## Power

Other answers have already addressed the reduced power so I won't repeat them. Your arrows aren't going to pack the punch you need to do damage. They're also not all going to get the same amount of power; the one in the middle will have more force than the others, which will likely fall short. (Thanks to XandarTheZenon for pointing this out in a comment.)

## Practicality

A competent archer can fire an aimed shot about once every five seconds; good ones are even faster. A lot of this speed comes from the ease of the load-draw-release cycle. It's a very smooth motion; you draw an arrow from the quiver by its nock and place it on the string. You don't even need to be looking at it; this is done by feel. (Instead you're looking at your target.)

Now, how long is it going to take you to load three arrows onto the bowstring? I don't think you can do them all at once, and if you do them one at a time then the ones already on the string are going to slow you down. I haven't tried the experiment, but I'm going to be bold and say that it will take you longer to load and fire your trio of arrows than it would take to fire them individually.

So you can shoot less-accurate under-powered arrows more slowly, or you can shoot them one at a time instead. I know which I'd choose.

• I think that this sums up what would happen much better than what I said. – Xandar The Zenon Jan 14 '16 at 3:12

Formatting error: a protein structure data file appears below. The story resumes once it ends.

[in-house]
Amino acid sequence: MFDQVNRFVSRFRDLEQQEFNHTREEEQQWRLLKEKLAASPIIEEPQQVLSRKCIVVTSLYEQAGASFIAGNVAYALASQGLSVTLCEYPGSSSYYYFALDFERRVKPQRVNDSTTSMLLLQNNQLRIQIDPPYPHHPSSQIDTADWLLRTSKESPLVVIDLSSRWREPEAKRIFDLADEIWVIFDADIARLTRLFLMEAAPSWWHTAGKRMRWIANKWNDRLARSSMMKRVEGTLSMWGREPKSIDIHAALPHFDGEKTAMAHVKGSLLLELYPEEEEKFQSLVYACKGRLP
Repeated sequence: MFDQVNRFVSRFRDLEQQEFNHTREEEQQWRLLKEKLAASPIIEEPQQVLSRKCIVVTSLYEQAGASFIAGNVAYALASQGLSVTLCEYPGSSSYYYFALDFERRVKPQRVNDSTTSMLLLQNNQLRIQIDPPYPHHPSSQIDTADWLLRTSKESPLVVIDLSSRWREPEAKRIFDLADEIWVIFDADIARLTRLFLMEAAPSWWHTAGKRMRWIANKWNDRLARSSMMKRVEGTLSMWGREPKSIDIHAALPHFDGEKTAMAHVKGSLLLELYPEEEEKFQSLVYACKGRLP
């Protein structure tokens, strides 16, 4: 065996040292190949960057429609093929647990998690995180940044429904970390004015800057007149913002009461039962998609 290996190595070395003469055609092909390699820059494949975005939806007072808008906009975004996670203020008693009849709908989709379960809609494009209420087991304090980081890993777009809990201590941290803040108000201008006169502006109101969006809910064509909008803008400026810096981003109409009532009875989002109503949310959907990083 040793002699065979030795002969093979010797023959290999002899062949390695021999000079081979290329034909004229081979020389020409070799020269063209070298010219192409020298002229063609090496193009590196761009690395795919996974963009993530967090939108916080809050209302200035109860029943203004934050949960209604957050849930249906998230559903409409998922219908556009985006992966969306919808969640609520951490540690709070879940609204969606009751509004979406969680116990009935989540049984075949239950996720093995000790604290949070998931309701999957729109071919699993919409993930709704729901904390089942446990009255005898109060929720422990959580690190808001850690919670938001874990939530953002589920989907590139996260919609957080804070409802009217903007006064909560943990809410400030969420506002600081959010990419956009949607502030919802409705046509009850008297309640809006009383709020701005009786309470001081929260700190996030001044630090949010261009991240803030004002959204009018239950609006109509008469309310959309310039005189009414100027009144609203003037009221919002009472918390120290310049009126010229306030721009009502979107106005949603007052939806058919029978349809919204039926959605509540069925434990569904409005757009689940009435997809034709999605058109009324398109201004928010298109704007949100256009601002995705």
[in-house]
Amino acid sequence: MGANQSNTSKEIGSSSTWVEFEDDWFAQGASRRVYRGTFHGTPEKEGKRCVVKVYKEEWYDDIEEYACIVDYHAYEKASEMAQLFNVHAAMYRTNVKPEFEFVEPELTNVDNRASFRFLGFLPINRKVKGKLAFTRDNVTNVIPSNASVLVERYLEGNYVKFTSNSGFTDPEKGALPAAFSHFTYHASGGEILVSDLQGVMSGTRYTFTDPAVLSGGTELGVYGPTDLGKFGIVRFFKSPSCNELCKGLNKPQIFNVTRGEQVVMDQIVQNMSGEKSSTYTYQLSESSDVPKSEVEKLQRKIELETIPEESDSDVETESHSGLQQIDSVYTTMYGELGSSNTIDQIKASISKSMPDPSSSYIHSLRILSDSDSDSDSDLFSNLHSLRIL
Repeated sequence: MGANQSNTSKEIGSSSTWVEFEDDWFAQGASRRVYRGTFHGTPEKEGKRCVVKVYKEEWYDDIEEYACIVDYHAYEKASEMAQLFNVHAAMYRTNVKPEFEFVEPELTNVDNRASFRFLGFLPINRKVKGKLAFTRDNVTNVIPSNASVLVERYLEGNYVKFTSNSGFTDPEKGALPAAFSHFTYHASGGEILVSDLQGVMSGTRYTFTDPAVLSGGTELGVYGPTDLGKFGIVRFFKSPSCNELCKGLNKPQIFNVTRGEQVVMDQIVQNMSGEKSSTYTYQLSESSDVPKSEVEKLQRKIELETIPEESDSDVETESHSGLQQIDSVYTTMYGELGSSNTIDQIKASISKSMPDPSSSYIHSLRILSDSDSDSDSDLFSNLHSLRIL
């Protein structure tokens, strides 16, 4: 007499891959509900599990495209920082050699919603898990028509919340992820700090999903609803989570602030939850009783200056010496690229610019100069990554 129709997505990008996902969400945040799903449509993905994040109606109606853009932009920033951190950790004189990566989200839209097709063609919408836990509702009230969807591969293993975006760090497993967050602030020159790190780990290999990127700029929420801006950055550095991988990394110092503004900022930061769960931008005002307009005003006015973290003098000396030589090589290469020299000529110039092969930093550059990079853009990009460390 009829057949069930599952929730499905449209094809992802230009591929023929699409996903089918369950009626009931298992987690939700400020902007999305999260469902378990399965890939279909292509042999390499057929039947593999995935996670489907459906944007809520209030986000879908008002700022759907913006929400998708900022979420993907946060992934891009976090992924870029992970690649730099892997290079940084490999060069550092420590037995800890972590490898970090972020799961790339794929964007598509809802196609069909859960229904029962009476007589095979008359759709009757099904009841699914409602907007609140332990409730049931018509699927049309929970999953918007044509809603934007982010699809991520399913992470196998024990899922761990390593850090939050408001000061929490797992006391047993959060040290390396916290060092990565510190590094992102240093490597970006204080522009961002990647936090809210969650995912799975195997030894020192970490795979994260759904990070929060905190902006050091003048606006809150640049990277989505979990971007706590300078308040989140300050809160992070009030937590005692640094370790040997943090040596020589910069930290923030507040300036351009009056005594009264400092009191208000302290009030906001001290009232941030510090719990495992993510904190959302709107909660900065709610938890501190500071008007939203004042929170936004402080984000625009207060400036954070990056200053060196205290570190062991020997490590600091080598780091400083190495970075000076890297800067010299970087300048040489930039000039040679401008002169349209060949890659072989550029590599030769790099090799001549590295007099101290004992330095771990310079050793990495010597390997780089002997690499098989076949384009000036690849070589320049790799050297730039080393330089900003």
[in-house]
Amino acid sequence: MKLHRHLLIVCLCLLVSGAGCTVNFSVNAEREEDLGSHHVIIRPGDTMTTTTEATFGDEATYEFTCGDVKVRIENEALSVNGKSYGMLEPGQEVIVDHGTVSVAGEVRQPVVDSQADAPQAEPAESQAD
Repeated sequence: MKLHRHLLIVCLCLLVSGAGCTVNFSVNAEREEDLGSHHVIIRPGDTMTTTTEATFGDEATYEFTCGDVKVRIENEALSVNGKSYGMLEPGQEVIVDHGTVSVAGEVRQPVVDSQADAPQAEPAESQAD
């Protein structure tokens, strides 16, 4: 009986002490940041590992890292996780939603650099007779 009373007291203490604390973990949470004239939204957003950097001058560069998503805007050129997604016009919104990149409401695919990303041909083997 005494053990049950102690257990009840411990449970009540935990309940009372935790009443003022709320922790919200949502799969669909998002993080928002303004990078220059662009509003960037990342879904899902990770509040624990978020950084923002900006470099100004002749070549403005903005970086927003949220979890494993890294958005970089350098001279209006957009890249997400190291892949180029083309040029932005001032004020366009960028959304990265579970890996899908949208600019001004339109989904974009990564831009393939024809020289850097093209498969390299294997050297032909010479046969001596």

• @XandarTheZenon your point about the angles is interesting; I'd been assuming three "shelves" on the bow so the arrows would be parallel (though two are not at your draw length), but if you're trying to fire them all off the same shelf, no that's definitely not going to work. Also, sorry, didn't mean to ninja you there -- I hadn't seen your answer before writing mine. – Monica Cellio Jan 14 '16 at 3:18
• Don't worry about it, I admire those who can write a one page essay on a random topic and make it neat and sensible. Something I don't think has been addressed here is that the amount of force exerted on an arrow would be less for the bottom and top and more for the middle. The point with the most power would be where you pull back the bow, and then I'm pretty sure the arrows' power would exponentially decrease as you move away from it. After all, there's a reason bows were designed the way they were. For a single arrow in the center. – Xandar The Zenon Jan 14 '16 at 3:25
• I proffer my ideas that other my profit from them. I actually enjoy seeing people use my ideas, or people with similar ones. – Xandar The Zenon Jan 14 '16 at 3:51
• From my experience as a recurve and longbow archer I can wholly agree with this answer. – fgysin reinstate Monica Jan 14 '16 at 14:21

I use a recurve and longbow. Getting good at this took practice, like a lot of practice.